King of Scotland is one of the many titles Amin gave himself. Two adventurers with similar ambitions for royal honours form the basis of Rudyard Kipling’s The Man Who Would Be King. After years during which they embarked on multiple schemes the pair decide that “India is not big enough for them”. They hatch a plan to go to Kafiristan, a remote part of Afghanistan, and set themselves up as kings.
Afghanistan is the location for Three Cups of Tea by Greg Mortenson. It’s his account of a campaign to build schools for girls in gratitude to the remote community that rescued him when he became lost on a climbing expedition. According to the book, Mortenson faced many challenges in his quest to raise funds to build more than 55 schools in Taliban territory. Many parts of his account were later challenged in CBS programme and allegations made of financial irregularities in handling donations.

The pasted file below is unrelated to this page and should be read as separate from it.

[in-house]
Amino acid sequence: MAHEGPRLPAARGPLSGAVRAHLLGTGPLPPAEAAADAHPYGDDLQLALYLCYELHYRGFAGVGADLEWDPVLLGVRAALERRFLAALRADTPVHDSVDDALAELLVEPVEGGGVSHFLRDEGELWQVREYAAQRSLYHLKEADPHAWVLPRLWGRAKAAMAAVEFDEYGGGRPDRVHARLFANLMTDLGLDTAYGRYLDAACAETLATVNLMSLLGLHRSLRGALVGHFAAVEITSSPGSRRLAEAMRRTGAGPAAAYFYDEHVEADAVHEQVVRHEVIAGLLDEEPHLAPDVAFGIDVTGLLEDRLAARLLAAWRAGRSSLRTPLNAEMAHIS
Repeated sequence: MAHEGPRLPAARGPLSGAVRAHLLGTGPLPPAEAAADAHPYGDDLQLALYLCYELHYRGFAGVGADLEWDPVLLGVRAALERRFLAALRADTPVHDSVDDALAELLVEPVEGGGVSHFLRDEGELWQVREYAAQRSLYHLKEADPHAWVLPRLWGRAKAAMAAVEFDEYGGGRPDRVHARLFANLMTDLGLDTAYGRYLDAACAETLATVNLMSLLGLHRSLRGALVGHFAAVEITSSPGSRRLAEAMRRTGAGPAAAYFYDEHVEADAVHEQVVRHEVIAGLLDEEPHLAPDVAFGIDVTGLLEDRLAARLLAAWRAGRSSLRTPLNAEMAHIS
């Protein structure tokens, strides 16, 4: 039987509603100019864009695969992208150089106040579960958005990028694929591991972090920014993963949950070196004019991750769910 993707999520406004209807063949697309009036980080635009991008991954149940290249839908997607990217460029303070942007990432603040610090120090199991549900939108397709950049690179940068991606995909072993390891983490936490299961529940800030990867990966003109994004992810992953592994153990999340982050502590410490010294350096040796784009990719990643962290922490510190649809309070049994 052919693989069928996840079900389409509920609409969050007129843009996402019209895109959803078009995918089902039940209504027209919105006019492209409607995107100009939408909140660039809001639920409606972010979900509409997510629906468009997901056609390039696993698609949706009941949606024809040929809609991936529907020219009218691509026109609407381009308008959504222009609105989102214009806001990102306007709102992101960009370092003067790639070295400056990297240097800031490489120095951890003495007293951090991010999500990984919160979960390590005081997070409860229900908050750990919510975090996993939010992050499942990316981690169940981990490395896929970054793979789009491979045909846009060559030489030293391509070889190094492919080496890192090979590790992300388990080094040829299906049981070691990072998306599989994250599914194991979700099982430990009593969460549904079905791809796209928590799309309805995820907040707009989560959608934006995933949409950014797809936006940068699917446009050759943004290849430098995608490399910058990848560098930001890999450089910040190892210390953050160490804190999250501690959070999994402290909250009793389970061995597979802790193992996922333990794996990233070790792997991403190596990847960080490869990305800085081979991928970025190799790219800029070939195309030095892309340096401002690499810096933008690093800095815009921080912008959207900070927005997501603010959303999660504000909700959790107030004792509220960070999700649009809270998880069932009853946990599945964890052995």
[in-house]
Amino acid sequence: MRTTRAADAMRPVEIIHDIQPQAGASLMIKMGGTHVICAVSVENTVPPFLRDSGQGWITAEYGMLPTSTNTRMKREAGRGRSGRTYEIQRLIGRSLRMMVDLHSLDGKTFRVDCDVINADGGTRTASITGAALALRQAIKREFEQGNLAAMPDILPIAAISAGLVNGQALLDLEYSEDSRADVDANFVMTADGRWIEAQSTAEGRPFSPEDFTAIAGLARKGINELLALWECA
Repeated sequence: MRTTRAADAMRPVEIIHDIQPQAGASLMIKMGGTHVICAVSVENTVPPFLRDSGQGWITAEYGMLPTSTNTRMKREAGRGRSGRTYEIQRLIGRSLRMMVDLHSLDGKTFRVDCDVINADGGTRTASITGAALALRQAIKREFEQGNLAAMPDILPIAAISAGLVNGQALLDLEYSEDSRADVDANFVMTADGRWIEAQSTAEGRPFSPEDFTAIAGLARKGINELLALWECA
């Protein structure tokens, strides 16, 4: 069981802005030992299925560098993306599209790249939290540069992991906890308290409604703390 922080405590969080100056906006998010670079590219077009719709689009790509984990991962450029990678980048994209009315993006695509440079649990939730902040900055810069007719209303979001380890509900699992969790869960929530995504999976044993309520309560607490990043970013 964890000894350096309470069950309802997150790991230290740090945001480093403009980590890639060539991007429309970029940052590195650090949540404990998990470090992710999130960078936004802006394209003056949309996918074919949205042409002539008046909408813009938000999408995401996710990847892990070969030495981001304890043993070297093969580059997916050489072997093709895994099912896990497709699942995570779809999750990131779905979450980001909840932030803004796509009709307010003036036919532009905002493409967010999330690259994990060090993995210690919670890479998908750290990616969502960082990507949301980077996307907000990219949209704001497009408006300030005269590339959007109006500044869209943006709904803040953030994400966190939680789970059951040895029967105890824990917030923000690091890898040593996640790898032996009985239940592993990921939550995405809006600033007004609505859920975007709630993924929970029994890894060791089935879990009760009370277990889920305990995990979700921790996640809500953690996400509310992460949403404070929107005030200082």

Questions of authenticity also surround a memoir I read this year as part of the 20books of summer project.
In Order to Live by Yeonmi Park is an extraordinary account of a young girl who risked everything to escape the poverty and tyranny of North Korea. She made it to China only to find she’d been duped into a human trafficking operation but two years later took another daring leap to reach South Korea.
Questions have since been raised about gaps and inconsistencies in her story. There are indeed some parts of the narrative which I think she skirts over but there is no doubt about the trauma she suffered in those years: just take a look at the speech she gave at the One Young World 2014 Summit.